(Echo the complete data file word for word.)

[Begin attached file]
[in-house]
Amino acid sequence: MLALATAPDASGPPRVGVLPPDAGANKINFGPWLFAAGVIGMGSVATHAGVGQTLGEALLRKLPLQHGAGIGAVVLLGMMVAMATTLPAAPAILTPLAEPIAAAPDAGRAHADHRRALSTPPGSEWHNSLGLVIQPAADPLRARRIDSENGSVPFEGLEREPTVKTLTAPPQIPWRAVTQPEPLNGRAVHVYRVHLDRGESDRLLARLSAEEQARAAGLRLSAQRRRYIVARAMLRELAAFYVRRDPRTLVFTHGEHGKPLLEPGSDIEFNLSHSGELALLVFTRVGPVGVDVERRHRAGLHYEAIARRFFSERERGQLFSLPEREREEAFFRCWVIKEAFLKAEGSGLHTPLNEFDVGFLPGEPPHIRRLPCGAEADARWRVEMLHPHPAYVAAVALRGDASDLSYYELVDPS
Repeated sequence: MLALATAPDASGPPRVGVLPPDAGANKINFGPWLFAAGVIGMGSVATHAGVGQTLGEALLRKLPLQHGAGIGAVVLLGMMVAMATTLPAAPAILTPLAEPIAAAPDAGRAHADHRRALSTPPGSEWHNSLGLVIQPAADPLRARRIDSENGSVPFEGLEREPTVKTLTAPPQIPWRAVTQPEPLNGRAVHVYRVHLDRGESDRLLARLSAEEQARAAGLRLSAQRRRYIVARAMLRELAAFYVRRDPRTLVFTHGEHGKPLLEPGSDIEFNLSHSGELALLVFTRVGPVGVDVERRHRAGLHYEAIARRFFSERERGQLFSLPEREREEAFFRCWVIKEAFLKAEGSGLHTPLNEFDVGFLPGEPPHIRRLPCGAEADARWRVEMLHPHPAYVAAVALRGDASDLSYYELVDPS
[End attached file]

[in-house]
Amino acid sequence: MLALATAPDASGPPRVGVLPPDAGANKINFGPWLFAAGVIGMGSVATHAGVGQTLGEALLRKLPLQHGAGIGAVVLLGMMVAMATTLPAAPAILTPLAEPIAAAPDAGRAHADHRRALSTPPGSEWHNSLGLVIQPAADPLRARRIDSENGSVPFEGLEREPTVKTLTAPPQIPWRAVTQPEPLNGRAVHVYRVHLDRGESDRLLARLSAEEQARAAGLRLSAQRRRYIVARAMLRELAAFYVRRDPRTLVFTHGEHGKPLLEPGSDIEFNLSHSGELALLVFTRVGPVGVDVERRHRAGLHYEAIARRFFSERERGQLFSLPEREREEAFFRCWVIKEAFLKAEGSGLHTPLNEFDVGFLPGEPPHIRRLPCGAEADARWRVEMLHPHPAYVAAVALRGDASDLSYYELVDPS
Repeated sequence: MLALATAPDASGPPRVGVLPPDAGANKINFGPWLFAAGVIGMGSVATHAGVGQTLGEALLRKLPLQHGAGIGAVVLLGMMVAMATTLPAAPAILTPLAEPIAAAPDAGRAHADHRRALSTPPGSEWHNSLGLVIQPAADPLRARRIDSENGSVPFEGLEREPTVKTLTAPPQIPWRAVTQPEPLNGRAVHVYRVHLDRGESDRLLARLSAEEQARAAGLRLSAQRRRYIVARAMLRELAAFYVRRDPRTLVFTHGEHGKPLLEPGSDIEFNLSHSGELALLVFTRVGPVGVDVERRHRAGLHYEAIARRFFSERERGQLFSLPEREREEAFFRCWVIKEAFLKAEGSGLHTPLNEFDVGFLPGEPPHIRRLPCGAEADARWRVEMLHPHPAYVAAVALRGDASDLSYYELVDPS